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Heir Claims Dallas Art Museum & Trustees|Carried Off Mom’s $400 Million Collection

DALLAS (CN) - The Dallas Museum of Art and five of its well-heeled trustees conspired to defraud the sole heir of a wealthy collector of a $400 million art collection, including paintings by Van Gogh, Manet, Cezanne and Renoir, the man claims in Federal Court.

During her long life, Wendy Russell Reves aka Wyn-Nelle Russell Reves had been a fashion model, socialite and philanthropist; her death in March 2007 at the age of 91 was the subject of newspaper coverage on both sides of the Atlantic.

In his complaint, Arnold Leon Schroeder Jr., Reves' son by the first of her three husbands, claims the art museum and its board members took advantage of the loneliness, alcoholism and dementia of his mother's final years to pull off an intricate scheme to convert the artwork for the museum.

Named as defendants are Kern Wildenthal, Edward A. Copley, Harry S. Parker III, George Charlton, Irvin Levy, and The Dallas Museum of Art.

Schroeder says the art had been collected by his mother's last husband, the writer and publisher Emery Reves, who gained fame as a biographer of Sir Winston Churchill. The two met in the 1940s in Switzerland, and eventually moved into Coco Chanel's former villa, La Pausa, in France.

During these years Emery Reves assembled the collection of more than 1,400 paintings, sculptures and other decorative works. The couple was married in 1961, and remained together until his death in 1981.

"During his lifetime, with the assistance of prominent attorneys, Emery set up an elaborate web of corporate entities to hold his various assets, primarily to avoid substantial taxation under applicable French law," the complaint states.

Among the assets was the art collection and his mother's fortune, Schroeder says. When Emery died, all of his assets passed to his wife.

However, Schroeder says, "Once Emery was no longer on the scene, three members of the DMA, namely Parker, Charlton, and Levy, ('the DMA Members') called upon Wendy at Villa LA Pausa and made their pitch for the collection."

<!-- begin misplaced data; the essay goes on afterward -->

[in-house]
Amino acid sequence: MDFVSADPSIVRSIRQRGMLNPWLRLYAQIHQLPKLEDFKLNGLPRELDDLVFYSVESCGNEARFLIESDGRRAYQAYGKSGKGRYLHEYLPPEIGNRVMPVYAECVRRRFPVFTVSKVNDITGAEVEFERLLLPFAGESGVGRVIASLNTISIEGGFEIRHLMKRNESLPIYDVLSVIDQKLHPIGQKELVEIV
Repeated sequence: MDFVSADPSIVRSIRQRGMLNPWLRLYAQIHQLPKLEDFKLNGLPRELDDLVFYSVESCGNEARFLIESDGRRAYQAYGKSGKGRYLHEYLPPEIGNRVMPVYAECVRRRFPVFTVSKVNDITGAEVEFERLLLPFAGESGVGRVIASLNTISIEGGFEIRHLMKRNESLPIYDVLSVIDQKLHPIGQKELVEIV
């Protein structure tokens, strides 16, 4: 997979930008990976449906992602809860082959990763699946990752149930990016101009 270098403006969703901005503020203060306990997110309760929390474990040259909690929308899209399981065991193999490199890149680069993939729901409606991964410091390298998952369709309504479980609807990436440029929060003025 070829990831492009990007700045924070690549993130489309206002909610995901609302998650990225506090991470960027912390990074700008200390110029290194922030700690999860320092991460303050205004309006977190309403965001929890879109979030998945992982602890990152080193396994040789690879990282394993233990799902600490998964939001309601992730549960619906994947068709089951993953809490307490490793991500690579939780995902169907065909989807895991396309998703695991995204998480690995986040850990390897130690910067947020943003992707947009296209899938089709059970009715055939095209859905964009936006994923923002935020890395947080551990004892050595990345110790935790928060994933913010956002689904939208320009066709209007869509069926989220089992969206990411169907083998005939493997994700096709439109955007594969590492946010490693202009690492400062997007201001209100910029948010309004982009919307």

The complaint continues: "Wendy, by now a lonely widow and chronic alcoholic, was persuaded by their Texas charm and flattery to disregard Emery's intentions for the collection and donated it instead to the DMA. As described above, Emery had wished for Villa LA Pausa to be converted to a museum to display the collection publicly in France within its natural surroundings. Instead, the DMA Members convinced Wendy that Emery's spirit would be as appeased if the DMA built a replica of several of the rooms of Villa La Pausa within the museum in which the Collection would be displayed, which is in fact what the DMA ultimately did."

To circumvent France's compulsory heirship rule and restrictions set forth in Emery's various tax avoidance vehicles, the conspirators "schemed to strip away these legal protections and asked Wendy to sign various documents to execute a series of sham transfers that purported to move the collection ... to the DMA," the complaint states.

To do this, Schroeder says, the defendants created an entity in Texas, the Wendy and Emery Reves Foundation (WERF). Then they asked his mother to sign a donation agreement between the organization and the museum.

"Once the DMA received the Collection, WERF (Texas) was dissolved, with the result that the DMA purported to actually acquire title to the works of art," the compliant states. "However, WERF (New York) is still in existence.

"Subsequently, the Collection was packed up from Villa La Pausa in plain boxes without identifying labels and flown by private jet to Texas. Thus, $400 million of unique artifacts and paintings quietly disappeared from France and neatly evaded French taxes that would have been as high as 60 percent. In fact, the DMA states in the forward to a catalogue of the Collection that this was a gift by Wendy of 'her collection.'

"In addition to defrauding the French government, this stealth transfer was designed to defraud the plaintiff from his half-share of the Collection under rigid French laws regarding lifetime gifts in the context of reserved heirship," the complaint states.

Schroeder seeks return of the artwork and damages for fraud, conspiracy, tortious interference with inheritance rights, conversion and misapplication of fiduciary property.

He is represented by Valeri C. Williams with Figari & Davenport.

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